T h e  H o l o c a u s t


The Rescue of the Danish Jews

It is one of the great untold stories of World War II: In 1943, in the German occupied Denmark, the Danes find out that all 7,500 Danish Jews are about to be rounded up and deported to German death camps. The Danish people make their own decision: it's not going to happen ..


Preben Munch-Nielsen was born to a Protestant family in a small Danish fishing village, Snekkersten. He was only 14 when German troops occupied Denmark in 1940. Preben soon became a courier in the Danish resistance movement, and when the Nazis began hunting down the Danish Jews in October 1943, he like so many other Danes decided to help. 

Again and again he risked his life by hiding Jewish refugees in churches and houses near the shore. He led them to fishing boats which took them across the sea to neutral Sweden and safety. Preben Munch-Nielsen himself had to take refuge in Sweden in November 1943. He returned to Denmark in May 1945.

Still alive today, Preben Munch-Nielsen is a successful Danish businessman who was honored for his wartime heroics by President Bill Clinton in 1997.

During an interview with Lesley Pearl, The Jewish Bulletin of Northern California, in 1995 he emphasized that the Danish Jews were considered neighbors, friends, schoolmates and nothing else.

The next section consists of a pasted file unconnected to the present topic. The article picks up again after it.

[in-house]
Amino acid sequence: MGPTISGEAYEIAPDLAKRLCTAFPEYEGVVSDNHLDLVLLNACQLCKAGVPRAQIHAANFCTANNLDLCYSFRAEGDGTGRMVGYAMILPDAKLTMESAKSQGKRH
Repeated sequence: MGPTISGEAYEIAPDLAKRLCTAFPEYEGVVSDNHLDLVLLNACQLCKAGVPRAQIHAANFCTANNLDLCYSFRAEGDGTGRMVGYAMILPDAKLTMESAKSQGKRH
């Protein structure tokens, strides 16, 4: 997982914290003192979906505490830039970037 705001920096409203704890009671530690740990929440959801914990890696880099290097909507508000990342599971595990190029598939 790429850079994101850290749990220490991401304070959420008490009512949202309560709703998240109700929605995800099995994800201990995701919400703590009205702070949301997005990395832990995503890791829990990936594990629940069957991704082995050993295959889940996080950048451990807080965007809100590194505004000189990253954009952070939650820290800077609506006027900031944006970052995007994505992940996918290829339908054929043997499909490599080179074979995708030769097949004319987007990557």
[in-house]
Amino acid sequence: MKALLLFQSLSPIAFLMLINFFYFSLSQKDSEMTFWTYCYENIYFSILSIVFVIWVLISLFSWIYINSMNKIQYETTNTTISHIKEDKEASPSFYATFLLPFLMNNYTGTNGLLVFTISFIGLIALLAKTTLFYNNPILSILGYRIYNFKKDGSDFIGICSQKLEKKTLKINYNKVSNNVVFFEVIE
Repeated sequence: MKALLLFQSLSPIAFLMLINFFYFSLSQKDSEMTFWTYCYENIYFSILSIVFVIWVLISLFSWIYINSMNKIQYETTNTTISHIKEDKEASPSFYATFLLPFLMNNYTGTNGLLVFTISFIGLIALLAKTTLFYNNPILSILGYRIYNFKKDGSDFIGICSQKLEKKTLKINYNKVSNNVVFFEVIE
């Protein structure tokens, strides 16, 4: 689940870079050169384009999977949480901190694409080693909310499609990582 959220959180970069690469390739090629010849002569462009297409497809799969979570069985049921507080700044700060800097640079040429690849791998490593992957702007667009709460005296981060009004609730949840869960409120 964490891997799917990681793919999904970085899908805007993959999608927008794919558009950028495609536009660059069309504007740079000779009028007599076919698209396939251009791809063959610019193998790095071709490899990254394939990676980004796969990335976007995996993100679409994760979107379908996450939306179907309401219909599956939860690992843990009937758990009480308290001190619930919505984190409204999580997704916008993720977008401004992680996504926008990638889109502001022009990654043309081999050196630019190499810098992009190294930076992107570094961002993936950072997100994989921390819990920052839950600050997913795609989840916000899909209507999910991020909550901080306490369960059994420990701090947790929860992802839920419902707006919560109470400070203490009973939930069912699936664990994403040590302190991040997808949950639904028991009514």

"This is our history. We have no scapegoats. No pogroms. No Holocaust. It's so simple," Munch-Nielsen said. "We didn't recognize Jews as Jews, but as Danes," he added. "They were victims of an insane movement created by lunatics," Preben Munch-Nielsen said.

"If you wanted to retain your self-respect, you did what you could .."

Knud Dyby, former policeman, actively participated in the Danish resistance to the German occupation of Denmark. A strong sense of decency and compassion caused him to risk his life to aid Jewish victims of the Nazi Holocaust that engulfed Europe from 1939-1945.

Using his connections with fishing boat skippers, he arranged for the secretive transport of Jews to safety in Sweden and showed great courage in assisting Jewish families.

He conveyed to Swedish safety over thirty Allied airmen downed behind enemy lines, and saboteurs, Baltic refugees and others fleeing the Nazis were smuggled across the narrow body of water between Denmark and Sweden. Knud Dyby alone was responsible for as much as eighty percent of the information that reached Sweden from Denmark in the last months of 1944 and the first three months of 1945.

After the war, Knud Dyby emigrated from Denmark, ultimately settling in the San Francisco Bay area. 

His efforts to assist Danish Jews in escaping to Sweden has been recognized by numerous Jewish organizations. On November 9, 1999, he was honored again by the Los Angeles Simon Wiesenthal Center for his humanitarian efforts during WW II.



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